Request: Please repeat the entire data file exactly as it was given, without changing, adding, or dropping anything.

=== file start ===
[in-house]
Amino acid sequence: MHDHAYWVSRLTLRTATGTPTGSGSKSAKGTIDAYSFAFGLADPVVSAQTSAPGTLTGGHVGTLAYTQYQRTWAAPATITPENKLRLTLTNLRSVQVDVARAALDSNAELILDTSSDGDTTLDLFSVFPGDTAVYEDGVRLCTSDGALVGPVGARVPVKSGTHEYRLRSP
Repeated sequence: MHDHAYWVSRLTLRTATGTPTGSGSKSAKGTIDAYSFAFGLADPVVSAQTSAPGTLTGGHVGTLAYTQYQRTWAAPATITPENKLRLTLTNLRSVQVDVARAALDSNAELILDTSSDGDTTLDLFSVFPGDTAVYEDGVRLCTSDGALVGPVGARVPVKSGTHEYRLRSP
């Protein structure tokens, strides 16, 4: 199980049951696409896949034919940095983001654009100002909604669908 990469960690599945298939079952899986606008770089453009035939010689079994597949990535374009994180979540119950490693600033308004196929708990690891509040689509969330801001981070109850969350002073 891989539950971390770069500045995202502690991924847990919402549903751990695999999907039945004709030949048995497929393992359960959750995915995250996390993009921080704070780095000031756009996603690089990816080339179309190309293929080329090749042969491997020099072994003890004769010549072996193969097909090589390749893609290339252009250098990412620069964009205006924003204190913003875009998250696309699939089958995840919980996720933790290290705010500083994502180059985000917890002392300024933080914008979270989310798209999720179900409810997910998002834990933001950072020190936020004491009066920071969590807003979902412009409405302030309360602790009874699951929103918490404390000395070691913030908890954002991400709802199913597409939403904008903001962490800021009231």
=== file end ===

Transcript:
[in-house]
Amino acid sequence: MHDHAYWVSRLTLRTATGTPTGSGSKSAKGTIDAYSFAFGLADPVVSAQTSAPGTLTGGHVGTLAYTQYQRTWAAPATITPENKLRLTLTNLRSVQVDVARAALDSNAELILDTSSDGDTTLDLFSVFPGDTAVYEDGVRLCTSDGALVGPVGARVPVKSGTHEYRLRSP
Repeated sequence: MHDHAYWVSRLTLRTATGTPTGSGSKSAKGTIDAYSFAFGLADPVVSAQTSAPGTLTGGHVGTLAYTQYQRTWAAPATITPENKLRLTLTNLRSVQVDVARAALDSNAELILDTSSDGDTTLDLFSVFPGDTAVYEDGVRLCTSDGALVGPVGARVPVKSGTHEYRLRSP
């Protein structure tokens, strides 16, 4: 199980049951696409896949034919940095983001654009100002909604669908 990469960690599945298939079952899986606008770089453009035939010689079994597949990535374009994180979540119950490693600033308004196929708990690891509040689509969330801001981070109850969350002073 891989539950971390770069500045995202502690991924847990919402549903751990695999999907039945004709030949048995497929393992359960959750995915995250996390993009921080704070780095000031756009996603690089990816080339179309190309293929080329090749042969491997020099072994003890004769010549072996193969097909090589390749893609290339252009250098990412620069964009205006924003204190913003875009998250696309699939089958995840919980996720933790290290705010500083994502180059985000917890002392300024933080914008979270989310798209999720179900409810997910998002834990933001950072020190936020004491009066920071969590807003979902412009409405302030309360602790009874699951929103918490404390000395070691913030908890954002991400709802199913597409939403904008903001962490800021009231």